The Oblivion CS suffers from this same problem as the Morrowind CS where different record types are edited in different locations. Some records are in the main record tree on the left side of the screen, some are in the World menu, some in the Gameplay menu, etc.... All record types should be displayed in the record tree and the record list.
  • Consistent UI as all records are edited in the same manner (select the record type in the tree and then double-click the desired record in the list). You don't have to remember or try hunting for a specific record type in the tree and all menus.
  • Faster editing and easier discoverability.
  • Removes the problem of some of the record specific UIs, like the global edit dialog.
  • Simplifies the UI (removes the need of several of the menus from CS). Also simplifies the editor program as there are much fewer specific cases to handle (everything is handled by a common tree/list view control).
Forcing Dialog Close on Save 
While there is a reason the CS forces you to close any open record dialogs when saving (forces the record contents to be updated) it also slows down the editing process a great. For example, when editing records that take a considerable effort of time to open (scripts, dialog, etc...) saving becomes a 10-20 second chore (close all dialogs, save, find and reopen all dialogs) while it should be virtually instant.
A better method would be to allow a save with open dialogs but with a warning that those records will not be updated. An even better method would be to include an "Apply" button which would allow the record to be updated without requiring the dialog to be closed.

Mod File Format[edit]

XXXX Special Subrecord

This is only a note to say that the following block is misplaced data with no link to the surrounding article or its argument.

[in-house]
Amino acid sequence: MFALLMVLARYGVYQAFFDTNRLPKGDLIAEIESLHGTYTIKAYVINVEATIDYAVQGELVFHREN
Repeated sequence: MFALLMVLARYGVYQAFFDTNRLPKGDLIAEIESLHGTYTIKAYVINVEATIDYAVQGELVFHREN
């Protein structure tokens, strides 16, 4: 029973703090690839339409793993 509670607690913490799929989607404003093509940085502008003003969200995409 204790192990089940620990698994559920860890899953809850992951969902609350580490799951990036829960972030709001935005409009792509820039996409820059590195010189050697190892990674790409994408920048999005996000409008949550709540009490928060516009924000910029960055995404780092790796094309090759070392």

Special cases in file formats make it difficult to write third party utilities. For example, consider the XXXX and OFST subrecord pairs in Oblivion.esm (required because that one OFST subrecord is greater than 65535 bytes in size). This breaks the incredibly useful pattern of [Header, Size] [Data] used everywhere else in the file.
There are several possible alternatives:
  • The simplest solution is to use 32 bit (or 24 bit) subrecord sizes instead of 16 bit. This would increase the Oblivion.esm file size by 3-6 MB (1-2%).
  • Have the subrecord size of 0xffff indicate the current subrecord is continued in the following subrecord. A subrecord exactly 0xffff bytes in size would be stored as two subrecords, on 0xffff in size and the next 0x0000 in size.
  • Use three sequential new subrecords (XXXX, OFS1 and OFS2) which all adhere to the known subrecord format.
Effect Name Duplication 
For any record with effects (ENCH, INGR, SPEL, SGST) the effect name is duplicated in the initial EFID and the EFIT subrecords (this assumes there isn't a reason for the duplication).
Storing Globals as Floats